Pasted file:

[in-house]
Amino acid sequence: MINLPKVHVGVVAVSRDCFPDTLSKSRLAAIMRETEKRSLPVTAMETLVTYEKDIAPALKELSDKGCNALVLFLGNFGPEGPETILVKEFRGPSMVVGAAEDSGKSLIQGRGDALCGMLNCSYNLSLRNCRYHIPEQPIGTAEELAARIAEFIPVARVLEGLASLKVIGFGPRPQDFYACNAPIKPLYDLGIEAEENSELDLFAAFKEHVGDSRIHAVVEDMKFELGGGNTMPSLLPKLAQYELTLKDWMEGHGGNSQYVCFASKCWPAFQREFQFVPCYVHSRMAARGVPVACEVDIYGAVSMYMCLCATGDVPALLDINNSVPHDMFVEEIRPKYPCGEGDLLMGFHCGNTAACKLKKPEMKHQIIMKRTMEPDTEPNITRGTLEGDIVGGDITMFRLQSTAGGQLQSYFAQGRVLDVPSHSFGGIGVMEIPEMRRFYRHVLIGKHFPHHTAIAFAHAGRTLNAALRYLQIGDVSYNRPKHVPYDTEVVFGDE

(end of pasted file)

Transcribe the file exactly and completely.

[in-house]
Amino acid sequence: MINLPKVHVGVVAVSRDCFPDTLSKSRLAAIMRETEKRSLPVTAMETLVTYEKDIAPALKELSDKGCNALVLFLGNFGPEGPETILVKEFRGPSMVVGAAEDSGKSLIQGRGDALCGMLNCSYNLSLRNCRYHIPEQPIGTAEELAARIAEFIPVARVLEGLASLKVIGFGPRPQDFYACNAPIKPLYDLGIEAEENSELDLFAAFKEHVGDSRIHAVVEDMKFELGGGNTMPSLLPKLAQYELTLKDWMEGHGGNSQYVCFASKCWPAFQREFQFVPCYVHSRMAARGVPVACEVDIYGAVSMYMCLCATGDVPALLDINNSVPHDMFVEEIRPKYPCGEGDLLMGFHCGNTAACKLKKPEMKHQIIMKRTMEPDTEPNITRGTLEGDIVGGDITMFRLQSTAGGQLQSYFAQGRVLDVPSHSFGGIGVMEIPEMRRFYRHVLIGKHFPHHTAIAFAHAGRTLNAALRYLQIGDVSYNRPKHVPYDTEVVFGDE